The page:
Private Communication for Activists

Build your own self-updating mini server for securely and privately sharing files, chat, video conferencing, and VPN.

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Don't let the Googles of the world monitor who you associate with on behalf of governments, and never trust them with your sensitive data. This project will let you cheaply and easily create private collaboration server for you and your team mates that you can run directly from your home or office and access from anywhere in the world. All of your data and communications are automatically encrypted, to safeguard against surveillance, theft or seizure. You can manage everything easily through a web browser, and 100% of the code is public for complete transparency.

@Gibberfish has created an integrated private could platform based on Nextcloud, designed with activists, organizers, and human rights advocates in mind. This project will walk you through setting up your own server and installing the software to automatically deploy the cloud platform. When completed, the following features will be ready to use, right out of the box:

  • File sharing and synchronization
  • Automatic upload of mobile photos and videos
  • Multi-user text and video chat
  • Calendaring, contacts and task management
  • Real-time collaborative document editing
  • Anti-virus protection
  • Virtual Private Networking (VPN)

All of your connections are protected by a 4096-bit TLS certificate from Let's Encrypt, and all of your data is stored using AES-256 industry standard encryption.

In our tutorial, we have selected some simple, inexpensive and readily obtainable hardware that should cost around $200. However, any multi-core x86_64 based PC with 4GB or more of RAM and enough disk space to suit your file storage needs will work equally well -- even a laptop.

For a more technical, hands-on approach you can follow the manual installation instructions on our GitLab wiki page.

In addition to the hardware required, you will also need to register a domain name (e.g. with the ability to add DNS records. We use, which offers domain registration privacy at no additional cost. However, you should do your own research and choose a registrar that you feel comfortable with.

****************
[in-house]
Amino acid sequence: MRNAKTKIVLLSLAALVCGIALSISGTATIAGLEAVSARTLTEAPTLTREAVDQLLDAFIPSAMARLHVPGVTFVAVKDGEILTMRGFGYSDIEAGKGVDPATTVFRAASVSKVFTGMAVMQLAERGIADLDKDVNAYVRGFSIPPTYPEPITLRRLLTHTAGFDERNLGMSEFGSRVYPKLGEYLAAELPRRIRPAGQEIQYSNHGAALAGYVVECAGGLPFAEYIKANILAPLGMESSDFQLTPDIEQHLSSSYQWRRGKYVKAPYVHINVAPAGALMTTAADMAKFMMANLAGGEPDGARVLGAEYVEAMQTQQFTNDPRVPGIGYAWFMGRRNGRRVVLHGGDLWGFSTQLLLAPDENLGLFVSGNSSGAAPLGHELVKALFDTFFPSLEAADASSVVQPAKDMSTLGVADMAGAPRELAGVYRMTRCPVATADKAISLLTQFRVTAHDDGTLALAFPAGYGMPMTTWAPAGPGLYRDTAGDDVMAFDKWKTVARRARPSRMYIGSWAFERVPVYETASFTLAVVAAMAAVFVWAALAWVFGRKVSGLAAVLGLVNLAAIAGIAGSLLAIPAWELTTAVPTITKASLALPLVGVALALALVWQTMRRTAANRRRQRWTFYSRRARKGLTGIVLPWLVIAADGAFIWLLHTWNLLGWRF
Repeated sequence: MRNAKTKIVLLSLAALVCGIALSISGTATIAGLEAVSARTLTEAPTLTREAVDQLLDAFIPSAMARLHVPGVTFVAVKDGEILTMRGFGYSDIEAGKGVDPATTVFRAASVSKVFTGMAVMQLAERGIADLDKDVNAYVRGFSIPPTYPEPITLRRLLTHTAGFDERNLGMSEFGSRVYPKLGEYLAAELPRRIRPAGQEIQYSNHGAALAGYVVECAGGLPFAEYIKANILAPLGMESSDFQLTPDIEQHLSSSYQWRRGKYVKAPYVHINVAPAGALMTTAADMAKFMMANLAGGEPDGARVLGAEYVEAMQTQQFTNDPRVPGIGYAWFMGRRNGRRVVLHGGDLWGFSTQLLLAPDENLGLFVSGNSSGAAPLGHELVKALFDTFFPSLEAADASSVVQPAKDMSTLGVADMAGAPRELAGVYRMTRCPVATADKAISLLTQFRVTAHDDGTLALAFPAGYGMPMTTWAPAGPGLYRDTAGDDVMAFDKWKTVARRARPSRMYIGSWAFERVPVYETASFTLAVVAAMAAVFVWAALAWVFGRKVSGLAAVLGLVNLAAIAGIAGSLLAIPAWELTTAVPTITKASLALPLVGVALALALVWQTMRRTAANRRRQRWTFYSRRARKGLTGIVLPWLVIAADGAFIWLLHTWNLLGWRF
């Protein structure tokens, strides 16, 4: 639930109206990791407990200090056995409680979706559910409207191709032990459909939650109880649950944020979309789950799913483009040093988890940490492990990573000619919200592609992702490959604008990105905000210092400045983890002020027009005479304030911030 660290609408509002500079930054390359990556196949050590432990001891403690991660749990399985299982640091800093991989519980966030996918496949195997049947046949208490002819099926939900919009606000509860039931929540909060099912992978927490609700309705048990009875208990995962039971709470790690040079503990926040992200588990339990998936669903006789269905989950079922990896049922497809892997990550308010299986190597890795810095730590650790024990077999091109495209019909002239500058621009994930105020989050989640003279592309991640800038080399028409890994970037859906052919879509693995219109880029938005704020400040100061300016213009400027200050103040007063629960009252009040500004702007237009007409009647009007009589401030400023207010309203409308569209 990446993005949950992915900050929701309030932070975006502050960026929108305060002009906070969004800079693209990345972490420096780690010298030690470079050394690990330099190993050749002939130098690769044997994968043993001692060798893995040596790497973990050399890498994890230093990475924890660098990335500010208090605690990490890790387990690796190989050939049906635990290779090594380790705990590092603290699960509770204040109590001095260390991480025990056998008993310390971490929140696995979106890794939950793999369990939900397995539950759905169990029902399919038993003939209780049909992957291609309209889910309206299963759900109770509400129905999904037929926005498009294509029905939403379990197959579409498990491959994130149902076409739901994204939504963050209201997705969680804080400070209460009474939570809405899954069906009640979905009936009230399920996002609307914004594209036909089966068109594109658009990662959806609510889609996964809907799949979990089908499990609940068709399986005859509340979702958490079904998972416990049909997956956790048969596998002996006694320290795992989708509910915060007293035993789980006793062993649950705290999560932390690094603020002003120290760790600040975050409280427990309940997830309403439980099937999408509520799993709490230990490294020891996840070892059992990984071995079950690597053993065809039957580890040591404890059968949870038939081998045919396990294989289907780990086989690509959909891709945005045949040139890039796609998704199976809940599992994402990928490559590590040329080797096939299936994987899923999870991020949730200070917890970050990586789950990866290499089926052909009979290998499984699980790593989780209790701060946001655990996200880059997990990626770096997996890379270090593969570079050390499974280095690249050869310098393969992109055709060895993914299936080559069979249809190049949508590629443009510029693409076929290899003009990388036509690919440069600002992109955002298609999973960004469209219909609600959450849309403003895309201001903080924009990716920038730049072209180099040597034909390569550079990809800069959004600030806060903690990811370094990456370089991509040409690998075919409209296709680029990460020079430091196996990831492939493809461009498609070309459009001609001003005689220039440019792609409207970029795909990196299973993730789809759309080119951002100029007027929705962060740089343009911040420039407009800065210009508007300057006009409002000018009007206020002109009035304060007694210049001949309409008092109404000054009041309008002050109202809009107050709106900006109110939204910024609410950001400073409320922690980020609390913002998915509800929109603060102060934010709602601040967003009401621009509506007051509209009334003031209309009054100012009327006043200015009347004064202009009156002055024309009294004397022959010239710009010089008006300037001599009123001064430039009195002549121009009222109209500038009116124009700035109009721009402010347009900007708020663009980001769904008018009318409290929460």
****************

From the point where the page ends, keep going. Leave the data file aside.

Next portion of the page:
VERY IMPORTANT NOTE: The software used in this tutorial is intended for a dedicated single-purpose server. Do not install it on your personal computer, or any system that you intend to use for any other purpose. You will probably break it and lose all of your existing data. You have been warned!

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  • 1
    Set up DNS records

    Before you start the build, you must have several DNS records in place. If you have registered a domain name, most registrars (Gandi, Namecheap, GoDaddy, etc)  will allow you to set up custom DNS entries for your domain. The installation process will generate encryption certificates for your server from LetsEncrypt, and if these records are not in place it will fail.

    In this example, we'll pretend the hostname for your server will be Please substitute your actual domain name in the following instructions.

    You will need one A record ¹ for which points to the public IP address of your server. If you are setting this up on your home connection, you can find the IP address by visiting You will also need to set CNAME records for and which point to

    Please see your DNS provider's documentation for the correct way to do this.

    (¹ If you use a dynamic DNS service, you may alternately create a CNAME record for which points to your ddns hostname, instead of an A record)

    Once these records are in place, you may proceed to the next step.

  • 2
    Assemble the hardware
    If you're using our hardware build, you can follow the instructions below. If you're using pre-assembled hardware or doing your own build, skip to the next section.

    Flip the ZBOX over and unscrew the four rubberized feet (by hand) to remove the bottom panel.

    Install the RAM and hard drive in the slots shown below. Refer to the instructions included with the ZBOX for more details. When complete, it should look something like this. Replace the cover and re-attach the rubber feet.


  • 3
    Attach network cables and peripherals

    For the initial setup, you will need to connect a monitor, keyboard, and (optionally) a mouse. Once the software has been installed these will no longer be necessary.

    You will also need to connect the box to the internet. There are two main scenarios:

    1. If you are using the ZBOX in our build or a similar system with multiple network ports, the easiest way to connect to the network is by attaching it directly to your modem with a network cable, then plugging your existing wired or wireless router into the second network port. No further configuration is required.

    [ISP device]----------[ZBOX]----------[router/access point]

    2. If you only have a single network port, you can plug your server into your internet router, but you must configure the router to forward the following ports to the server:

    • 80/tcp
    • 443/tcp
    • 5222/tcp
    • 5269/tcp
    • 5349/tcp
    • 1194/udp

    Consult your router's manual.

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